Implementing mobile site annotations
The world is turning mobile and with 32% of UK consumers making purchases with a smartphone online, it’s essential for existing ecommerce sites running a responsive mobile version (designed for mobile viewing) to implement the correct annotations that will help the site to also be search friendly.
Just recently, one of our clients had a mobile version of their site designed. The client also requested suggestions on the correct annotations for ensuring their mobile site was available for mobile search users, so I decided to write a post about the methods we used. Mobile sites use different formats compared to traditional desktop sites and the process can become confusing and time consuming.
Implementing the correct annotations assist Googlebot & Googlebot-Mobile discover mobile site content and help Google’s algorithms understand the relationships between mobile pages and desktop pages, treating them accordingly whilst avoiding massive traffic drops and/or duplicate content penalties. There are four steps we need to follow and I will be using branded3.com as an example, (although it’s worth noting that our site is responsive and we don’t use an m.domain):
1. Desktop page required annotation
Using rel=”alternate”indicates an alternative URL used for the desktop page. The media= attribute is used specifically to signal mobile devices. The max-width value is basically setting the device-width and is adjustable as algorithms look for max-width values reasonably expected to refer to mobile screen resolutions. The href= attribute is used as an input for an alternative URL mobile version.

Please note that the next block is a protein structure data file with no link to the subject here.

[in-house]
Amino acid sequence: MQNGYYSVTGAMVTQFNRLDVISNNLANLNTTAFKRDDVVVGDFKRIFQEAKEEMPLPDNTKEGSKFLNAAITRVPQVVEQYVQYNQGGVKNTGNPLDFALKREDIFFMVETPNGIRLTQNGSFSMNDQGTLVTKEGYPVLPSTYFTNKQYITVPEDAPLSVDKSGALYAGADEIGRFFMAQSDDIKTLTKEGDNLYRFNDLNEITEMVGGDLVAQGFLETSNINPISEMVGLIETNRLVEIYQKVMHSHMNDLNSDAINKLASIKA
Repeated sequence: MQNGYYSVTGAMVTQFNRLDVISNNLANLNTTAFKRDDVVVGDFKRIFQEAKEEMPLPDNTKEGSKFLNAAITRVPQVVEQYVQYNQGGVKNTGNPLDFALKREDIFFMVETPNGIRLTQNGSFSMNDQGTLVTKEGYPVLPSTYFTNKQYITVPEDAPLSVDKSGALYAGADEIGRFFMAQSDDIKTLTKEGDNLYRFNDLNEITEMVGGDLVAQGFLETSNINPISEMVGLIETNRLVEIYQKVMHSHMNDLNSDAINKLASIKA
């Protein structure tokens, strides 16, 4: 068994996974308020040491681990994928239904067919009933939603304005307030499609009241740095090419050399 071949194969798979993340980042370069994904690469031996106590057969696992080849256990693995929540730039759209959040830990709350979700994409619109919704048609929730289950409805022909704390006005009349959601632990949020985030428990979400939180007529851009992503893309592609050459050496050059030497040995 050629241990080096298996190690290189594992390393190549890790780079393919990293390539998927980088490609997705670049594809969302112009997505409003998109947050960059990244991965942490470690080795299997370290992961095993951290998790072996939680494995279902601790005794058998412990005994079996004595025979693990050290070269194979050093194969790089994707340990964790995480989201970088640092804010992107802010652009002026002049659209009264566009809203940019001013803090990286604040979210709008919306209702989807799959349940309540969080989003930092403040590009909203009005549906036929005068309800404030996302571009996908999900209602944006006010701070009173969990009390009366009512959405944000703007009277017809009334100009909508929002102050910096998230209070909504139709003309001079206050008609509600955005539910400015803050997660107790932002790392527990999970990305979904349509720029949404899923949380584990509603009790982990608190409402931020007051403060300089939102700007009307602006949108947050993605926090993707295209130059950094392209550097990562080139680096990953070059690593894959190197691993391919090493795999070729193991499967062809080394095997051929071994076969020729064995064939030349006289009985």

2. Mobile page required annotation
Google highly encourages the use of rel=”canonical” attribute on the mobile URL version pointing back to the desktop page. The above canonical implementation is an example and should be ensured for every indexed desktop page used on the mobile version.
3. Sitemap annotation
Google recommends laying out everything using a sitemap. The example above represents how the annotation is supposed to look like in a HTML sitemap.
4. Mobile sitemap
To complete the puzzle, a mobile sitemap in Google’s Webmaster should be submitted. Google offers specific guidelines on how they prefer sitemaps to look like. The sitemap above is an example copied from Google’s support. A mobile sitemap should only include URLs that serve mobile content.
It is worth noting that this step is not absolutely critical however it plays a role in indexing. When submitting the mobile sitemap make sure the <mobile:mobile/> attribute is included correctly as the mobile URLs won’t be properly crawled.
These are the four steps you need when considering taking your mobile site to a search friendly environment and avoid hurting your search rankings. Mobile internet use is growing extremely quickly and there is more to it that a visual responsive appearance.